Aster’s review published on Letterboxd:
still ruminating on this and planning to see it again. some early thoughts.
a colossal film about failure. there is of course the literal explanation of this theme by way of Yoda: failure is not only how we learn but how we teach. but also Johnson layers in expressions of failure in the many subplots. Finn and Rose accomplish nothing they set out to, but instead succeed unexpectedly at others (building relationships, fighting old villains). Poe running around like a child being gently reared by the elder-dyke mothers of the resistance, succeeding in short-term gains but failing to grasp a larger picture, a bigger role for himself (one's place in all this being the defining arc for all the millennial characters operating in the shadows of decrepit boomer icons).
what I really want to write about (and explore on a second viewing) is the revelations of Canto Bight. Finn and Rose pull back the curtain of the film's universe in a sequence as cold and shockingly calculated as the Architect sequence from The Matrix Reloaded: the discovery of the parameters of this universe. the duality of good versus evil is quite literally turned on its head (paralleling the Rey/Kylo connections) by the revelations of the war profiteers and arms dealers. this builds on what Johnson seems to delicately layer in visually: weapons and their limitations. The brilliant plot device of missile ranges (which creates a sense of scale, dimension, and temporality that The Force Awakens lacks), the arms races of bigger weapons and their exploitation becomes more than a nostalgic re-calibration of the old formula of Death Star hubris. Super weapons are simply part of the tapestry of Star Wars and here they are put to thematic use sketching the limitations (and thus possibilities) of the emotional and psychological space this film inhabits.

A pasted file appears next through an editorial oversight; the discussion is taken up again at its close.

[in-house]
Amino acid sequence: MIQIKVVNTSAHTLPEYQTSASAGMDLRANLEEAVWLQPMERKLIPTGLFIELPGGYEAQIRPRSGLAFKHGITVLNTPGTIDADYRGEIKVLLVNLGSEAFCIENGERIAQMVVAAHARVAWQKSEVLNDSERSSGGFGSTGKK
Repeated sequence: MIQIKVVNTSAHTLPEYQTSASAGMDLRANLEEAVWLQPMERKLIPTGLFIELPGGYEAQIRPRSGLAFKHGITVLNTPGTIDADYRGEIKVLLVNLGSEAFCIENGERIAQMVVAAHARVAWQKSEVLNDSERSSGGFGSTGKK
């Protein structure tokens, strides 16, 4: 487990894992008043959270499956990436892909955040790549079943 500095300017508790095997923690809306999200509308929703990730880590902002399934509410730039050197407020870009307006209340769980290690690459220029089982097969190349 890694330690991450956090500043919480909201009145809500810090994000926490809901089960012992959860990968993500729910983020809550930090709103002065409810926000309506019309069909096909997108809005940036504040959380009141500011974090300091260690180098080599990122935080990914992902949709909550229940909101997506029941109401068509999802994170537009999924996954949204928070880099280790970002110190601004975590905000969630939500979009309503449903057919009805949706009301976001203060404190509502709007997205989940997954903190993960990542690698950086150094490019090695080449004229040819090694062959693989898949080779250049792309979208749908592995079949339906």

Johnson traded the mysteries of lore (Snoke) for the mysteries of financing. I'm way more interested in who is funding The First Order (please spare the references to those awful novels about plot points), which casts Hux as perhaps a wealthy alt-right space figure lending his toys to those who command the dark side of the force. You can almost hear Anakin pleading with Obi-Wan, "please master, not another lecture on the economics of politics".